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http://dx.doi.org/10.3389/fimmu.2018.01172DOI Listing
http://www.ncbi.nlm.nih.gov/pmc/articles/PMC5994690PMC
August 2019

Bordetella pertussis pertactin knock-out strains reveal immunomodulatory properties of this virulence factor.

Emerg Microbes Infect 2018 Mar 21;7(1):39. Epub 2018 Mar 21.

Centre for Infectious Disease Control, National Institute for Public Health and the Environment (RIVM), 3721 MA, Bilthoven, The Netherlands.

Whooping cough, caused by Bordetella pertussis, has resurged and presents a global health burden worldwide. B. pertussis strains unable to produce the acellular pertussis vaccine component pertactin (Prn), have been emerging and in some countries represent up to 95% of recent clinical isolates. Knowledge on the effect that Prn deficiency has on infection and immunity to B. pertussis is crucial for the development of new strategies to control this disease. Here, we characterized the effect of Prn production by B. pertussis on human and murine dendritic cell (DC) maturation as well as in a murine model for pertussis infection. We incubated human monocyte-derived DCs (moDCs) with multiple isogenic Prn knockout (Prn-KO) and corresponding parental B. pertussis strains constructed either in laboratory reference strains with a Tohama I background or in a recently circulating clinical isolate. Results indicate that, compared to the parental strains, Prn-KO strains induced an increased production of pro-inflammatory cytokines by moDCs. This pro-inflammatory phenotype was also observed upon stimulation of murine bone marrow-derived DCs. Moreover, RNA sequencing analysis of lungs from mice infected with B. pertussis Prn-KO revealed increased expression of genes involved in cell death. These in vitro and in vivo findings indicate that B. pertussis strains which do not produce Prn induce a stronger pro-inflammatory response and increased cell death upon infection, suggesting immunomodulatory properties for Prn.
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http://dx.doi.org/10.1038/s41426-018-0039-8DOI Listing
http://www.ncbi.nlm.nih.gov/pmc/articles/PMC5861065PMC
March 2018

Acquisition of C1 inhibitor by Bordetella pertussis virulence associated gene 8 results in C2 and C4 consumption away from the bacterial surface.

PLoS Pathog 2017 Jul 24;13(7):e1006531. Epub 2017 Jul 24.

Department of Medical Microbiology, University Medical Center Utrecht, Utrecht, The Netherlands.

Whooping cough, or pertussis, is a contagious disease of the respiratory tract that is re-emerging worldwide despite high vaccination coverage. The causative agent of this disease is the Gram-negative Bordetella pertussis. Knowledge on complement evasion strategies of this pathogen is limited. However, this is of great importance for future vaccine development as it has become apparent that a novel pertussis vaccine is needed. Here, we unravel the effect of Virulence associated gene 8 (Vag8) of B. pertussis on the human complement system at the molecular level. We show that both recombinant and endogenously secreted Vag8 inhibit complement deposition on the bacterial surface at the level of C4b. We reveal that Vag8 binding to human C1-inhibitor (C1-inh) interferes with the binding of C1-inh to C1s, C1r and MASP-2, resulting in the release of active proteases that subsequently cleave C2 and C4 away from the bacterial surface. We demonstrate that the depletion of these complement components in the bacterial surrounding and subsequent decreased deposition on B. pertussis leads to less complement-mediated bacterial killing. Vag8 is the first protein described that specifically prevents C1s, C1r and MASP-2 binding to C1-inh and thereby mediates complement consumption away from the bacterial surface. Unravelling the mechanism of this unique complement evasion strategy of B. pertussis is one of the first steps towards understanding the interactions between the first line of defense complement and B. pertussis.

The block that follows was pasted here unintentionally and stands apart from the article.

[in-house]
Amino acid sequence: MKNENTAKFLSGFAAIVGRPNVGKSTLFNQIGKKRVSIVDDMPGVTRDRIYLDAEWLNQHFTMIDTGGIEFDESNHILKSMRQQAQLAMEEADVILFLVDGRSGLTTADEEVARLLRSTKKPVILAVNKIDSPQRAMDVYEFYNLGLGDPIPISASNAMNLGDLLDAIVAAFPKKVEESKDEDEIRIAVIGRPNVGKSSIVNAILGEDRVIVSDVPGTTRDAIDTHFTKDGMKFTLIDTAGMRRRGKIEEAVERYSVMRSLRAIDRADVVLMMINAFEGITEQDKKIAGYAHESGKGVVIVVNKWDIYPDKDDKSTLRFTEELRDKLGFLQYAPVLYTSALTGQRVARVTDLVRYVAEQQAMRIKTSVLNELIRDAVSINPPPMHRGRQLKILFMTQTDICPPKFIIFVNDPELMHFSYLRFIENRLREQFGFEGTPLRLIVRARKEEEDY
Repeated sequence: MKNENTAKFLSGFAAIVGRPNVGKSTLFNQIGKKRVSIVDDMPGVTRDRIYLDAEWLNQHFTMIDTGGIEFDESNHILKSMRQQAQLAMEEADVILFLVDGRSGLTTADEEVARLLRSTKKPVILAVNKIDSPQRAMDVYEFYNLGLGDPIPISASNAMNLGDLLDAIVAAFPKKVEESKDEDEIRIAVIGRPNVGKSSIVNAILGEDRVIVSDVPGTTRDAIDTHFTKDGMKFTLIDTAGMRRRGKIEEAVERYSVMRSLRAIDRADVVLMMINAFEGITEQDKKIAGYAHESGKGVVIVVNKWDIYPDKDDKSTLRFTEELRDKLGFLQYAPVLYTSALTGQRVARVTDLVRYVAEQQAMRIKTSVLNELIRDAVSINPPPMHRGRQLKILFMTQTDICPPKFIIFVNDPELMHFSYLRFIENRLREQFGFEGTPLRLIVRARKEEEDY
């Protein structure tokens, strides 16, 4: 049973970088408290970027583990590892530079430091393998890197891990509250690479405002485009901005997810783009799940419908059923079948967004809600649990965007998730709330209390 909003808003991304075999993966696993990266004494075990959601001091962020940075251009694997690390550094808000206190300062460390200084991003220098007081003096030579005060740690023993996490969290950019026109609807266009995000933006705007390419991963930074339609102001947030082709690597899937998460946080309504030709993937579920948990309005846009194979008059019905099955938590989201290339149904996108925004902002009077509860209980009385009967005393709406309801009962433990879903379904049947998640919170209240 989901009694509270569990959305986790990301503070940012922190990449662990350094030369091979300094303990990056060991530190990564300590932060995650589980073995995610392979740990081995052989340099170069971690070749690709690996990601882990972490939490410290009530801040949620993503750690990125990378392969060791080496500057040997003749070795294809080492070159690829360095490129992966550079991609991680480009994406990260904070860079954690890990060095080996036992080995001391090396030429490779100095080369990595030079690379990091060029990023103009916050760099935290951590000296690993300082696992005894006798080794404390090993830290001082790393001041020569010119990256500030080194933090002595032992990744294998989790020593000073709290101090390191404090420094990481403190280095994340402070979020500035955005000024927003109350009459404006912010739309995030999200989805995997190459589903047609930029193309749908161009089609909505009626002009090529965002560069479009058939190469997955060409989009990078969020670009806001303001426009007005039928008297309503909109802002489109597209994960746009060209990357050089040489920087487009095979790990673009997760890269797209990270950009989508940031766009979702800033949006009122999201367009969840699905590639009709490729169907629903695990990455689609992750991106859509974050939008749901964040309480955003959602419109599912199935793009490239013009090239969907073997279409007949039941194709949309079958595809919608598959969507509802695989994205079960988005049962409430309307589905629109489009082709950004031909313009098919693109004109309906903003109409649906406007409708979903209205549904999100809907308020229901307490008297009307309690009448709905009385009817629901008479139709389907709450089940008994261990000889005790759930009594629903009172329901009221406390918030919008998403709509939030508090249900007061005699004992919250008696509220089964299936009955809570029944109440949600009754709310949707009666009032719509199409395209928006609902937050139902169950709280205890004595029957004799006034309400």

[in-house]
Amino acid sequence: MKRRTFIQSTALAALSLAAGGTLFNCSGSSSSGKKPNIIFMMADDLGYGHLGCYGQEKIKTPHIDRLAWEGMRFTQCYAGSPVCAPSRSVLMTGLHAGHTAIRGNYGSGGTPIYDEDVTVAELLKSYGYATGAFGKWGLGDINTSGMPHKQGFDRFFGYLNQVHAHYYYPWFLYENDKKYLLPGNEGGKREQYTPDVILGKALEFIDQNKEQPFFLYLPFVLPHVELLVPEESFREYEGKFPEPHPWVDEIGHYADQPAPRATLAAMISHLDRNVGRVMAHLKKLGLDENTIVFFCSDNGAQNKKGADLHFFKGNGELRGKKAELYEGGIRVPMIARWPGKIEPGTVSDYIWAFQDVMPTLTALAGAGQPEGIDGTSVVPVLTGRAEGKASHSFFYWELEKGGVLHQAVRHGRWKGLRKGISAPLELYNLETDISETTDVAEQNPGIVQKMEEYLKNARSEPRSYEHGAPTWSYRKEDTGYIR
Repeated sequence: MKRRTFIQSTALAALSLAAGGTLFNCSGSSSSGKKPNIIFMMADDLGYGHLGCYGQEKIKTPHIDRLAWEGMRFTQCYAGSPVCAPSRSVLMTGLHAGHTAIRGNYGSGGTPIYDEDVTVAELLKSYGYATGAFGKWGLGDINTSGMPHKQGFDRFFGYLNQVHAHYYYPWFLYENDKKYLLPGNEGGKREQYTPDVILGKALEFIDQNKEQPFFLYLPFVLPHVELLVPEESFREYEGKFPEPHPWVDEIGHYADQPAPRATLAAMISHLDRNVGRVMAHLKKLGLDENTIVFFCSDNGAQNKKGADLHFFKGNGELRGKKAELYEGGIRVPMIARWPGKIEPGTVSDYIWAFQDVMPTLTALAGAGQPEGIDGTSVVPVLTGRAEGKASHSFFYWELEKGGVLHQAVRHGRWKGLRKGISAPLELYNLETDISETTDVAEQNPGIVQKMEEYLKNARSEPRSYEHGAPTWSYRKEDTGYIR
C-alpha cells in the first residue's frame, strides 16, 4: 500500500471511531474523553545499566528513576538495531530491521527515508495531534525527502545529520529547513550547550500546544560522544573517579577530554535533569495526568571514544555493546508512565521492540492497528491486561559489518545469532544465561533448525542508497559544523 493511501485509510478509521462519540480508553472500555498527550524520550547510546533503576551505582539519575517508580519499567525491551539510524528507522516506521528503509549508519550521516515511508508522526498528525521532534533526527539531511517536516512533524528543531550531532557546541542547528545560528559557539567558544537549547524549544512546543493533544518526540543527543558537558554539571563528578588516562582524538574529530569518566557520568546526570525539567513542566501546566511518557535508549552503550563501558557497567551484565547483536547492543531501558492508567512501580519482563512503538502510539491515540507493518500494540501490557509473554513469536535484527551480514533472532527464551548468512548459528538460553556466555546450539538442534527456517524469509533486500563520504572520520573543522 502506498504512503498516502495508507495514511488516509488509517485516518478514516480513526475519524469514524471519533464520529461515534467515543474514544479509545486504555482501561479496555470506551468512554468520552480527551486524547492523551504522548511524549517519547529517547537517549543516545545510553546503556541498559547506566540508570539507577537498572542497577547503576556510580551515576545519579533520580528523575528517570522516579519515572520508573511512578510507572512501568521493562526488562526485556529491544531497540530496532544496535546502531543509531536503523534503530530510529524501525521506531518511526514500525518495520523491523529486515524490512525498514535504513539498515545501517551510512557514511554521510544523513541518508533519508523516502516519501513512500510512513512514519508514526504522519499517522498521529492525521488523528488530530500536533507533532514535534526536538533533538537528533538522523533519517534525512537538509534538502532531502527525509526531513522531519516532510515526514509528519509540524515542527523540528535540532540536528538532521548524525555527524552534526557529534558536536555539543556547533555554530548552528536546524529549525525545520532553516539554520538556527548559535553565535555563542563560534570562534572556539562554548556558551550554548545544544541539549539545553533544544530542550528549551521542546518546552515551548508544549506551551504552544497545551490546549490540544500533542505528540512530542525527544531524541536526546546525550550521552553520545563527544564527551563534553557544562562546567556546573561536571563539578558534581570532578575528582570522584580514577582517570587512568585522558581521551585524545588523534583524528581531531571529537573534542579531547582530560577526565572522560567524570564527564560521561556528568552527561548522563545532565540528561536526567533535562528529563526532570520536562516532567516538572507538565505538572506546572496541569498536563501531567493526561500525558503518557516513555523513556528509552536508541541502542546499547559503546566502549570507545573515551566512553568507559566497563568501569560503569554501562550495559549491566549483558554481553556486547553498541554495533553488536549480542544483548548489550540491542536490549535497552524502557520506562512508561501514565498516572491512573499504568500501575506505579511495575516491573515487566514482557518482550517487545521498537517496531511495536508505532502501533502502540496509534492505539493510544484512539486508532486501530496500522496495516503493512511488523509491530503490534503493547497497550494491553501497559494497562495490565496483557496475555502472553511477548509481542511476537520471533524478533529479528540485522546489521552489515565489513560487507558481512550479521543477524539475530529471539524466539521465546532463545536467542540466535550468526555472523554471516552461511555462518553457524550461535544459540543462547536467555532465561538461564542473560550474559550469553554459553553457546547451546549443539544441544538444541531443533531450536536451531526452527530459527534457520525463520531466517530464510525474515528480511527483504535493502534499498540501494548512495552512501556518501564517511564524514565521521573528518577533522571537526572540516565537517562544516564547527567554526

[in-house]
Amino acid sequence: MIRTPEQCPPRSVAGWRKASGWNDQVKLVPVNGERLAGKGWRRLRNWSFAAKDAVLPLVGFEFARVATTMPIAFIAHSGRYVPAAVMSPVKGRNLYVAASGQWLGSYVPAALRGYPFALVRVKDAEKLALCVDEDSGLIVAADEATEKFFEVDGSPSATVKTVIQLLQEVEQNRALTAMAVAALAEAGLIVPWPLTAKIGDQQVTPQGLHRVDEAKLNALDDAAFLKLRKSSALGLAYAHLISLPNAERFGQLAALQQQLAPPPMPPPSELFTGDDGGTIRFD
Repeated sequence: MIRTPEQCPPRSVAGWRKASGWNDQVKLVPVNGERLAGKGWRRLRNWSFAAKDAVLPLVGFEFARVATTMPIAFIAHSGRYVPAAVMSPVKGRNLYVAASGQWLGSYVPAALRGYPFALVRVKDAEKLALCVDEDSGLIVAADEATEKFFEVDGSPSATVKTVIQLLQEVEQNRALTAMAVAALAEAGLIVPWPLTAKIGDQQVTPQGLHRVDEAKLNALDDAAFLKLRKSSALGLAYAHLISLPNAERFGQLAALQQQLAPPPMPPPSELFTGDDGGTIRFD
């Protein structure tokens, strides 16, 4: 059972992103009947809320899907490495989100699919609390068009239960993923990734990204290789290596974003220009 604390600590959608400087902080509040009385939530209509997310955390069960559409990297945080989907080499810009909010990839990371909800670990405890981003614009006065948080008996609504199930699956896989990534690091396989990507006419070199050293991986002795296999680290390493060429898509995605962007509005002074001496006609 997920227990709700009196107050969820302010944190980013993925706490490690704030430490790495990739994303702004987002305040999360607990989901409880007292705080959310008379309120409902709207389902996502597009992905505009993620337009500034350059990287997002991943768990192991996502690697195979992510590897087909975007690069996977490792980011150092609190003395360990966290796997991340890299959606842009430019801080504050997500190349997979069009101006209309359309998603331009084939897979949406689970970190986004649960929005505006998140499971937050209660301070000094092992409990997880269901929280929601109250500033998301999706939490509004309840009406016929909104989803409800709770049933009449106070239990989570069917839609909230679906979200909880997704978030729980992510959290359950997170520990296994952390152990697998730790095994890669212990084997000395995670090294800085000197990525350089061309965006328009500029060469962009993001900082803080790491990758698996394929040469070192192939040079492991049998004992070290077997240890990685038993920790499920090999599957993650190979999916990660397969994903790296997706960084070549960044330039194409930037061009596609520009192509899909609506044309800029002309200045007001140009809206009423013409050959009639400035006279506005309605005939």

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http://dx.doi.org/10.1371/journal.ppat.1006531DOI Listing
http://www.ncbi.nlm.nih.gov/pmc/articles/PMC5542704PMC
July 2017

Hijacking Complement Regulatory Proteins for Bacterial Immune Evasion.

Front Microbiol 2016 20;7:2004. Epub 2016 Dec 20.

Department of Medical Microbiology, University Medical Center UtrechtUtrecht, Netherlands; Centre for Infectious Disease Control, National Institute for Public Health and the EnvironmentBilthoven, Netherlands.

The human complement system plays an important role in the defense against invading pathogens, inflammation and homeostasis. Invading microbes, such as bacteria, directly activate the complement system resulting in the formation of chemoattractants and in effective labeling of the bacteria for phagocytosis. In addition, formation of the membrane attack complex is responsible for direct killing of Gram-negative bacteria. In turn, bacteria have evolved several ways to evade complement activation on their surface in order to be able to colonize and invade the human host. One important mechanism of bacterial escape is attraction of complement regulatory proteins to the microbial surface. These molecules are present in the human body for tight regulation of the complement system to prevent damage to host self-surfaces. Therefore, recruitment of complement regulatory proteins to the bacterial surface results in decreased complement activation on the microbial surface which favors bacterial survival. This review will discuss recent advances in understanding the binding of complement regulatory proteins to the bacterial surface at the molecular level. This includes, new insights that have become available concerning specific conserved motives on complement regulatory proteins that are favorable for microbial binding. Finally, complement evasion molecules are of high importance for vaccine development due to their dominant role in bacterial survival, high immunogenicity and homology as well as their presence on the bacterial surface. Here, the use of complement evasion molecules for vaccine development will be discussed.